Kavan comes home to face the music

Jan Kavan and Kofi Annan, photo: CTK

Former Foreign Minister Jan Kavan arrived in the Czech Republic this weekend to face the music over the Karel Srba affair. Mr Srba, a former senior Foreign Ministry official hired by Mr Kavan, is in custody over his alleged involvement in an attempt to kill Mlada Fronta Dnes journalist Sabina Slonkova, known for her high-profile exposés of corruption at the ministry. Mr Kavan, who was in New York last week in his new post as chairman of the United Nations General Assembly, denies any knowledge of the plot, and has rejected calls for his resignation. So what responsibility - if any - does Mr Kavan bear in the Karel Srba case? A question Rob Cameron put earlier to political analyst Jiri Pehe.

Jan Kavan and Kofi Annan,  photo: CTK
"Well I think that there's something in any democratic political culture that we could call political responsibility. Even if Jan Kavan is not responsible directly for the various doings of Mr Srba, he is certainly responsible for bringing Mr Srba to the Ministry of Foreign Affairs and for keeping Mr Srba there even when there were various scandals already produced by this man. So certainly Mr Kavan has political responsibility that he cannot disclaim."

Mr Kavan also says that he only found out very recently that Mr Srba was a military intelligence agent. Do you think that claim is credible, that he didn't know?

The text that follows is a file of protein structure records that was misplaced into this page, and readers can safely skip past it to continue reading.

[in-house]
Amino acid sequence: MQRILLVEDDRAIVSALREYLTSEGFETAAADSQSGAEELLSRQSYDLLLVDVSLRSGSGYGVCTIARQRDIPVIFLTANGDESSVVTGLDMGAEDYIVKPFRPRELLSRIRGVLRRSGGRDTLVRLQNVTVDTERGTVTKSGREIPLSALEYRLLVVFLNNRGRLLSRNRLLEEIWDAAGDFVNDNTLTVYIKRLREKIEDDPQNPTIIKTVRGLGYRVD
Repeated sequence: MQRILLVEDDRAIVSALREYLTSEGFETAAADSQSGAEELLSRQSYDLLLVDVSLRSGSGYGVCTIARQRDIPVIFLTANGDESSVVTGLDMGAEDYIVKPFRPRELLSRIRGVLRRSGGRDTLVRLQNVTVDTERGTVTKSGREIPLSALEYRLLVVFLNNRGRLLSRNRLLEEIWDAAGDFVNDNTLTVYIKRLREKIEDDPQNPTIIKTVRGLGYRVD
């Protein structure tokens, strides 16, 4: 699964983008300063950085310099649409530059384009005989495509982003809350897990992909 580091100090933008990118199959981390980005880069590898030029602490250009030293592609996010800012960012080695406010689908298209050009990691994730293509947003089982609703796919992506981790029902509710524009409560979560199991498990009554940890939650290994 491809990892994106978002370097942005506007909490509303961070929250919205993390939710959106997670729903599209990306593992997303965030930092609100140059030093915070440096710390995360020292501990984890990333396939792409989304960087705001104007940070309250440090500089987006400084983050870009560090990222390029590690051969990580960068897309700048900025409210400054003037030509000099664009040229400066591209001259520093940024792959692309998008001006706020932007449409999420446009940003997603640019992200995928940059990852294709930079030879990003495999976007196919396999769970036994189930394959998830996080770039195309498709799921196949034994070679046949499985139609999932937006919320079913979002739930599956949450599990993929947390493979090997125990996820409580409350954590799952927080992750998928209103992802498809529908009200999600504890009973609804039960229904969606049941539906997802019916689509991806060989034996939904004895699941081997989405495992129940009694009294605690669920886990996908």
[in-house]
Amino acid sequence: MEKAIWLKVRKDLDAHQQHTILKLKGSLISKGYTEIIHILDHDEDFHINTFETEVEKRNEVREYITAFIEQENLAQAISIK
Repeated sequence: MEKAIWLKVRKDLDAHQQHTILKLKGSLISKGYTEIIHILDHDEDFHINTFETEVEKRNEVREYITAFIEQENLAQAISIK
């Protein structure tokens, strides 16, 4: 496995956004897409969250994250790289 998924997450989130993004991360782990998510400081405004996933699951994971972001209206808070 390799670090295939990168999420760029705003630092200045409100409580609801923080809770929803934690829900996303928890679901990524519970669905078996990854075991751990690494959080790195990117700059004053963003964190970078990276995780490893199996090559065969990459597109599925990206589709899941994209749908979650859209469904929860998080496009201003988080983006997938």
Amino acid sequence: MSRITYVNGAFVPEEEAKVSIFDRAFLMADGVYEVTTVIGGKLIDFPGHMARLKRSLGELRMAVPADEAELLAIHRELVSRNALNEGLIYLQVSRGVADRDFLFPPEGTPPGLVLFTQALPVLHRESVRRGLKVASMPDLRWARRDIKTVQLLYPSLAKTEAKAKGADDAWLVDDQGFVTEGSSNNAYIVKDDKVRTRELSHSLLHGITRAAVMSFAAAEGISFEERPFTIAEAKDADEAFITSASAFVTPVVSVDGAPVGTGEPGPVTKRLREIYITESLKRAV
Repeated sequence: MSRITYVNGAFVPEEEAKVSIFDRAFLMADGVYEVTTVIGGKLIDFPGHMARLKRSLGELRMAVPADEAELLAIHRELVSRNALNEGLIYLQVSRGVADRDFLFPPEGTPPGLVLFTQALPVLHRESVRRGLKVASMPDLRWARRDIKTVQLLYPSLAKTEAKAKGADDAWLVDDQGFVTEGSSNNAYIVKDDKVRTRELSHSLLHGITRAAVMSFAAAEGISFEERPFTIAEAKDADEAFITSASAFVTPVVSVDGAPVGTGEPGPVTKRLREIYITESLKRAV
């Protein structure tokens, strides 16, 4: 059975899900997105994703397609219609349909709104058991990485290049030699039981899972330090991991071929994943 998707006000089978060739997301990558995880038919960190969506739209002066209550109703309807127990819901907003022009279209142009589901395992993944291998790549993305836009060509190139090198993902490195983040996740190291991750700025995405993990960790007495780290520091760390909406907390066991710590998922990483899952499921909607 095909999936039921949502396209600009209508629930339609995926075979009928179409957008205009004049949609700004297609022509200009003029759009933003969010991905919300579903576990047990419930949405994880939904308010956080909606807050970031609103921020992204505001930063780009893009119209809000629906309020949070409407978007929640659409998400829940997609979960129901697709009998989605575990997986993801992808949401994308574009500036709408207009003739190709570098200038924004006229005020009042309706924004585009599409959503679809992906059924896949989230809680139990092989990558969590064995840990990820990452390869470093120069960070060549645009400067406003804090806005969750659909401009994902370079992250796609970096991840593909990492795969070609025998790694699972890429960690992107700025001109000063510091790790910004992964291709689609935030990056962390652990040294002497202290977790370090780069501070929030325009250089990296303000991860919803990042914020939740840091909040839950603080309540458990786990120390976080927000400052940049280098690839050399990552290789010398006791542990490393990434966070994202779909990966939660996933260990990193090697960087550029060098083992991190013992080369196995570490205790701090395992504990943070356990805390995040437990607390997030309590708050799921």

"I don't believe that."

You think he did know.

"I think that he did know, and - again - if he didn't know, then it's a serious omission of the minister or the people who work for the personnel department at the ministry. People in such high positions, who are constantly exposed to state secrets and so on, have to undergo very thorough security checks. I simply don't believe that either people around the minister or the minister himself didn't know that Mr Srba was an agent of military intelligence."

To be fair to Mr Kavan, it does seem that a good proportion of the Czech media does have it in for him, especially Mlada Fronta Dnes. The articles they've run about him over the past four years have been extremely nasty, often vindictive. Some have said that this whole thing is just a campaign constructed to discredit Mr Kavan - how do you see that?

"Well I would not be able to comment on whether this is a campaign being run to discredit Mr Kavan. Certainly I do agree that some Czech media, some Czech newspapers have been unjust to Mr Kavan. On the other hand I would also say that Jan Kavan has unfortunately been involved in a lot of scandals, has been surrounded by people who are not always the kind of people who should be working for the civil service in a democratic society. He has a tremendous talent for creating various scandals and affairs. So if various newspapers have wondered in the past about his credentials, I think those questions were legitimate. On the other hand again, I have to say that in some cases some journalists have gone too fair in guessing and creating stories that were not always substantiated."

Are you satisfied with how the new government of Vladimir Spidla has dealt with this affair so far?

"Yes, I think that Mr Spidla could not have done much more than he has done. Certainly I condone his cautiousness in this affair, when he says, look certainly we have to be careful to make any connections between what Mr Kavan is doing now and this affair. He has talked to Mr Kavan, and I'm sure that if any direct link between the Srba case and Mr Kavan is established, then Mr Spidla is the kind of man who would make Jan Kavan pay. But at this point he's got no reason to do that."